Heavy metal nostalgia: Thrash’s “big three” take Pearl audience back in time

Megadeth at the Pearl, October 20.
Photo: Justin M. Bowen


Slayer, Megadeth and Anthrax
three stars
The Pearl, October 20



“Thrash is back!” Anthrax singer Joey Belladonna proclaimed early in his band’s short set at the Pearl Wednesday night, and for a few hours at least, it was. Three of the “big four” bands of the ’80s movement that fused underground metal and punk were on hand for the show (the fourth, Metallica, is too popular for this sort of thing), and thrash nostalgia was the dominant mood. Anthrax relied on it the most, with a setlist drawn almost exclusively from the band’s ’80s releases—when Belladonna was the singer the first time around—and numerous references to the power of metal. Co-headliners Megadeth and Slayer were a little more forward-thinking, but they too glorified the past, each playing a full album from two decades ago. Megadeth ran through 1990 thrashterpiece Rust in Peace, while Slayer took on 1990 album Seasons in the Abyss.

Each band played for just 70 minutes (compared to Anthrax’s 40), so selections apart from those albums were minimal. Megadeth’s performance felt rushed, with frontman Dave Mustaine even remarking at one point that he wasn’t bothering with stage banter because he wanted to play as many songs as possible. “That was Rust in Peace,” he said after the album was through, sounding happy to get it over with. Rust is a bona fide classic, but Megadeth’s performance came off as perfunctory, and Mustaine mumbled and slurred lots of lyrics.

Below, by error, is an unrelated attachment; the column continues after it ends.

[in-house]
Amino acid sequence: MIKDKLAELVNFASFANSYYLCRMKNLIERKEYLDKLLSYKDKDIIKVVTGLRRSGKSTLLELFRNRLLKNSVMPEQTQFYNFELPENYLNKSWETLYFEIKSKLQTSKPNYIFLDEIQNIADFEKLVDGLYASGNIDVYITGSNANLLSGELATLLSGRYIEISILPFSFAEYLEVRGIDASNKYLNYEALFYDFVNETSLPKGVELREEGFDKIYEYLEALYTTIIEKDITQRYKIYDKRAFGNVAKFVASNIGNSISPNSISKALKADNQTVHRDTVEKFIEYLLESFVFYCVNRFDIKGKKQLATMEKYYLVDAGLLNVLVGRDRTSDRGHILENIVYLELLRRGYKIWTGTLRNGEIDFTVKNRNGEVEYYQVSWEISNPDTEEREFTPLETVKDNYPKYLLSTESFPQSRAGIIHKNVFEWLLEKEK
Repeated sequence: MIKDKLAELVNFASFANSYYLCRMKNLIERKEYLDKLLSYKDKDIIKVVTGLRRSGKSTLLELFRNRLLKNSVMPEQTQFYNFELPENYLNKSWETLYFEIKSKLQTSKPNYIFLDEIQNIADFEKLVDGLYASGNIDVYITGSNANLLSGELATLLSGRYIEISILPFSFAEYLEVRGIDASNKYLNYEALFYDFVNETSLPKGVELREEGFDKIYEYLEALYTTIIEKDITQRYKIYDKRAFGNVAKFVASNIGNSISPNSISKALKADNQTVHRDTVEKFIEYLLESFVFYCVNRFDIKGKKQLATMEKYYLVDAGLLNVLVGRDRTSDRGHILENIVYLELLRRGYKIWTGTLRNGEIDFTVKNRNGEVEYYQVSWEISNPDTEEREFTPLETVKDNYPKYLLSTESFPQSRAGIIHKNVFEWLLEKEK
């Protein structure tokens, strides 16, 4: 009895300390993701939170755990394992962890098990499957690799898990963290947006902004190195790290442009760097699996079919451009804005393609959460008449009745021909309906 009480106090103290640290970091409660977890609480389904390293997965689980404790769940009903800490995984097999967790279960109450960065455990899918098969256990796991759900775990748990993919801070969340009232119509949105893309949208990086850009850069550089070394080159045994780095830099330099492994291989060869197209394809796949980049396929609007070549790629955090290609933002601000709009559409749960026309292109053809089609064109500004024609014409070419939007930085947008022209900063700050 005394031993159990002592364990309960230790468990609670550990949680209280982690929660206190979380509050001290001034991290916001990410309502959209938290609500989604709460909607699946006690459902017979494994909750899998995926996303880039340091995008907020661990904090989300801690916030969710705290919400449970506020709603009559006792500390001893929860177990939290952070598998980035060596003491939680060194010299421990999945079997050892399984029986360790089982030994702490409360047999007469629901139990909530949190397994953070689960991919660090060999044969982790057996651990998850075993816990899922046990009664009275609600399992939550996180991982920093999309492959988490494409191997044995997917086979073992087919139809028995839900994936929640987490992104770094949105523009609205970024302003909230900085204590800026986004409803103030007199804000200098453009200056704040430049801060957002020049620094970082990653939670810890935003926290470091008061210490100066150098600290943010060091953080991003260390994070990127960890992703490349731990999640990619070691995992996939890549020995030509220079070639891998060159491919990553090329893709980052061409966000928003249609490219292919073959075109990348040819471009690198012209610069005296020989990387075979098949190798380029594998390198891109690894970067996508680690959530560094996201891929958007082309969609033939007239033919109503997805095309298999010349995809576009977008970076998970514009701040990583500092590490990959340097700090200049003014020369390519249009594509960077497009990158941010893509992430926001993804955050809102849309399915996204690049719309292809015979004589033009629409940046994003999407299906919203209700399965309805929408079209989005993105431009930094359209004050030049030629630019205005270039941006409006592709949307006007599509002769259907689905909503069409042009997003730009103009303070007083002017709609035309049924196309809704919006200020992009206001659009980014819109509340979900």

Judging solely by estimated T-shirt frequency, Slayer was the band most fans wanted to see, and its performance was the least sentimental. With a complete lack of posturing or theatrics, the band powered through Abyss and six other songs, including two from recent album World Painted Blood, which sounded a lot more at home than did the new Megadeth tunes. The mosh pit went wild, the aging metal fans banged their heads, and it was like thrash never went out of style.


Josh Bell

Josh Bell is the film editor for Las Vegas Weekly, where he's been writing movie and TV reviews since 2002. ...

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